6. The powertrain control system of claim 1 wherein the plurality of axle torque request modules includes at least one of a brake torque management module that generates one of the axle torque requests based on brake torque that is provided by brakes of the vehicle and a stability control module that generates one of the axle torque requests based on a yaw rate of the vehicle.
7. The powertrain control system of claim 1 wherein the plurality of propulsion torque request modules includes a stall prevention module that generates one of the propulsion torque requests based on a minimum torque that is needed to keep the engine running.
8. The powertrain control system of claim 1 wherein the plurality of propulsion torque request modules includes an engine crank and stop module that generates one of the propulsion torque requests based on whether the engine is newly assembled.
9. The powertrain control system of claim 1 wherein the plurality of propulsion torque request modules includes an engine capacity protection module that generates one of the propulsion torque requests based on a predetermined catalyst temperature limit.
10. The powertrain control system of claim 1 wherein the plurality of propulsion torque request modules includes a transmission torque request module that generates one of the propulsion torque requests based on transmission gear shifts.
11. The powertrain control system of claim 1 wherein the plurality of propulsion torque request modules includes a engine over-speed protection module that generates one of the propulsion torque requests based on a predetermined maximum engine RPM.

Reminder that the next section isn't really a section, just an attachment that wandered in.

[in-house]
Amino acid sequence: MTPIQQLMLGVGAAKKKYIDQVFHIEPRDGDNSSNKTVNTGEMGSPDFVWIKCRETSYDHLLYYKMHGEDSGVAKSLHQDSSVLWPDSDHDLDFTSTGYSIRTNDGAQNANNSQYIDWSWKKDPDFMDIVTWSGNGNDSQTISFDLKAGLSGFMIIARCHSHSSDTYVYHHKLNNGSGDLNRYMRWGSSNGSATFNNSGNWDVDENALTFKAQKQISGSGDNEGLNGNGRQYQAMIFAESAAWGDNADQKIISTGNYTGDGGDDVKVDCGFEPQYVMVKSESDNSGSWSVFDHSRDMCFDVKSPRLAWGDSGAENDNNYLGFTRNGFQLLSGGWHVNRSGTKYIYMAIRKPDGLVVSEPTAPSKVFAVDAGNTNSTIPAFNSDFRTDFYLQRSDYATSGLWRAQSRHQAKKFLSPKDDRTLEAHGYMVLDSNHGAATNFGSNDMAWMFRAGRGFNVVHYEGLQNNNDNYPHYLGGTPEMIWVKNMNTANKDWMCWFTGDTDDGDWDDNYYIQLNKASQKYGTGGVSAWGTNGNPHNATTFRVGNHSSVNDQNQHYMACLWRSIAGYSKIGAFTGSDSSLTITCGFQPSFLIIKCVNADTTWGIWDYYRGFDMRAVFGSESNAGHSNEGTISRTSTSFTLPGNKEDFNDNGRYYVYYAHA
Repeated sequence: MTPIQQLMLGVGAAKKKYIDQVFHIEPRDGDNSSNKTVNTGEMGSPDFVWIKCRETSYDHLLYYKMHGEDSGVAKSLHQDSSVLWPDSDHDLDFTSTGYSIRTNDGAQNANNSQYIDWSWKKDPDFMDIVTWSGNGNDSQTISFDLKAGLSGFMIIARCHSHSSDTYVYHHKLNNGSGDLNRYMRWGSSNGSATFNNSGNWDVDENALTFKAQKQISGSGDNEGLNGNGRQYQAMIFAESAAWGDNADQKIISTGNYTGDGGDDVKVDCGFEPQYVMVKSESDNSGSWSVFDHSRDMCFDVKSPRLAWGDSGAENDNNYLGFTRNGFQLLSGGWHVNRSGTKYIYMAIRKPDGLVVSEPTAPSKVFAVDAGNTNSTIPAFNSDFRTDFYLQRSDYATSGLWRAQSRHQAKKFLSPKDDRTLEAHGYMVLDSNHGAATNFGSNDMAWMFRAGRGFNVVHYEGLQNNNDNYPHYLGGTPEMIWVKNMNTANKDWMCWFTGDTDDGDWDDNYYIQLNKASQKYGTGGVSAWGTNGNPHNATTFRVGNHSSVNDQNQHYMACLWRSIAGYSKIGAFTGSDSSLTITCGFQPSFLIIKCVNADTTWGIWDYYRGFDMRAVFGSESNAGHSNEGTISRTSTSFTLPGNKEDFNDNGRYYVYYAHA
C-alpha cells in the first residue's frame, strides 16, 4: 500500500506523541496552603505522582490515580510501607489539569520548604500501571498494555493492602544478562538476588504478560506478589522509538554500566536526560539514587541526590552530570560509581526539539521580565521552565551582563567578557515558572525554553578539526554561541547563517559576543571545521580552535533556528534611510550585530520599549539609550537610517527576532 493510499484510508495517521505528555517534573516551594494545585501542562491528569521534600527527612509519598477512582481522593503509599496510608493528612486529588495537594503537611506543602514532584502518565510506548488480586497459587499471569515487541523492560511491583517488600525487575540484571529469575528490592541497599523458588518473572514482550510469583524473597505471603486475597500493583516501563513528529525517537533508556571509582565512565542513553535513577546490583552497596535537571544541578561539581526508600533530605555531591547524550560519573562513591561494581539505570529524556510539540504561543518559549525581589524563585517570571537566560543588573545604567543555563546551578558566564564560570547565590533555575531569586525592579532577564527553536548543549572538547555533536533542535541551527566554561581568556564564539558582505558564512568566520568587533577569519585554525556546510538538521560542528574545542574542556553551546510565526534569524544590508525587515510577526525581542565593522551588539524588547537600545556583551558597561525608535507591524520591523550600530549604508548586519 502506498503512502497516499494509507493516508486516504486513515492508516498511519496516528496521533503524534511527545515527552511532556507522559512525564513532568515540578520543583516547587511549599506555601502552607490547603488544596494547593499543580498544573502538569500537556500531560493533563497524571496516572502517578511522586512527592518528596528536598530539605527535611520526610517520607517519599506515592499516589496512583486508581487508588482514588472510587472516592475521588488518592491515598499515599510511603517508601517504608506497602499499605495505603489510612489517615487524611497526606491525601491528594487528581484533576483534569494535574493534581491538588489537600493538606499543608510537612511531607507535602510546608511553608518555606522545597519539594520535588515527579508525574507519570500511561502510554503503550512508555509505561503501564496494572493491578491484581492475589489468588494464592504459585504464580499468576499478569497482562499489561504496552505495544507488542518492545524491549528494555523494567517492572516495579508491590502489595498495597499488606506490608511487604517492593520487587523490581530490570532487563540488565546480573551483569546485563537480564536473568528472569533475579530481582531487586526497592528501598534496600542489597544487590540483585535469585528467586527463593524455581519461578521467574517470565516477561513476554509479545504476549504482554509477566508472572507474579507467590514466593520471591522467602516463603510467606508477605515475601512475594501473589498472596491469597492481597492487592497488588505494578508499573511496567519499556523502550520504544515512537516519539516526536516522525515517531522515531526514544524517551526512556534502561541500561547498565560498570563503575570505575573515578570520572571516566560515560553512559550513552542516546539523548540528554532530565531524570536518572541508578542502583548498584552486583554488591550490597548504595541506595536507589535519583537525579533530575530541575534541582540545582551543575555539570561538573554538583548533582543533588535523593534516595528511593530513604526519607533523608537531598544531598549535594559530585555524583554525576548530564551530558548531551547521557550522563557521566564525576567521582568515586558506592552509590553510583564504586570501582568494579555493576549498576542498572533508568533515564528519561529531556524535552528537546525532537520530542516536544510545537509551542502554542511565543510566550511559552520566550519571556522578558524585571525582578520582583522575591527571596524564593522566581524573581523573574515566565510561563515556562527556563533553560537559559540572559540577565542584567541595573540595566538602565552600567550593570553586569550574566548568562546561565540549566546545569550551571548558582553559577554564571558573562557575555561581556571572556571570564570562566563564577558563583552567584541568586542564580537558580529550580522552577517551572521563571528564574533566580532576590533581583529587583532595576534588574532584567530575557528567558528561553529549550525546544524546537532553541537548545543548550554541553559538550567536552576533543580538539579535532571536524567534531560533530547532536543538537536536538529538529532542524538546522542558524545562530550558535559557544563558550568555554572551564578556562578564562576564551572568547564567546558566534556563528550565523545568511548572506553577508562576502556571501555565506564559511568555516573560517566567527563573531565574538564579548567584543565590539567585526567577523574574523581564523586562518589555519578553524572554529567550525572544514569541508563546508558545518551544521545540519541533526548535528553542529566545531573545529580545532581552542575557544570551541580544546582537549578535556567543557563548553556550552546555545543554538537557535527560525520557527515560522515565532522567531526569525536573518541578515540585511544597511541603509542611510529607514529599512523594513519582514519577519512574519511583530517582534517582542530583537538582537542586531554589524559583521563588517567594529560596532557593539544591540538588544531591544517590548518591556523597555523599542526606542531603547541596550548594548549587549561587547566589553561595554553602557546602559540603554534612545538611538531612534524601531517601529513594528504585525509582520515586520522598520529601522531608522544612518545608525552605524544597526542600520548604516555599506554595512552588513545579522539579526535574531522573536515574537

12. The powertrain control system of claim 1 wherein the plurality of propulsion torque request modules includes an engine idle speed control that generates one of the propulsion torque requests based on a desired idle speed for the engine.
13. The powertrain control system of claim 1 wherein the plurality of propulsion torque request modules include reserve torque request modules that generate respective ones of the propulsion torque requests based on torque that will be needed from the engine to compensate for an impending load change on the engine.
14. The powertrain control system of claim 13 wherein the reserve torque request modules include an air conditioning compressor torque compensation module that generates a respective one of the propulsion torque requests based on torque that will be needed from the engine to compensate for an impending load change due to an air conditioning compressor clutch engaging and disengaging.
15. The powertrain control system of claim 13 wherein the reserve torque request modules include a catalyst light off module that generates a respective one of the propulsion torque requests to change an exhaust gas temperature of the engine.
16. The powertrain control system of claim 1 wherein the vehicle is a gasoline/electric hybrid vehicle and the powertrain control system further comprises a hybrid control module that that determines how much torque of the net axle torque request is to be provided by an electric motor.
17. A method of operating a powertrain control system for a vehicle, comprising:
generating a plurality of axle torque requests based on respective performance criteria of a vehicle;
generating a net axle torque request based on the axle torque requests;
converting the net axle torque request into a first propulsion torque request based on an axle gear ratio, a tire diameter, a transmission gear ratio, and a torque converter gain;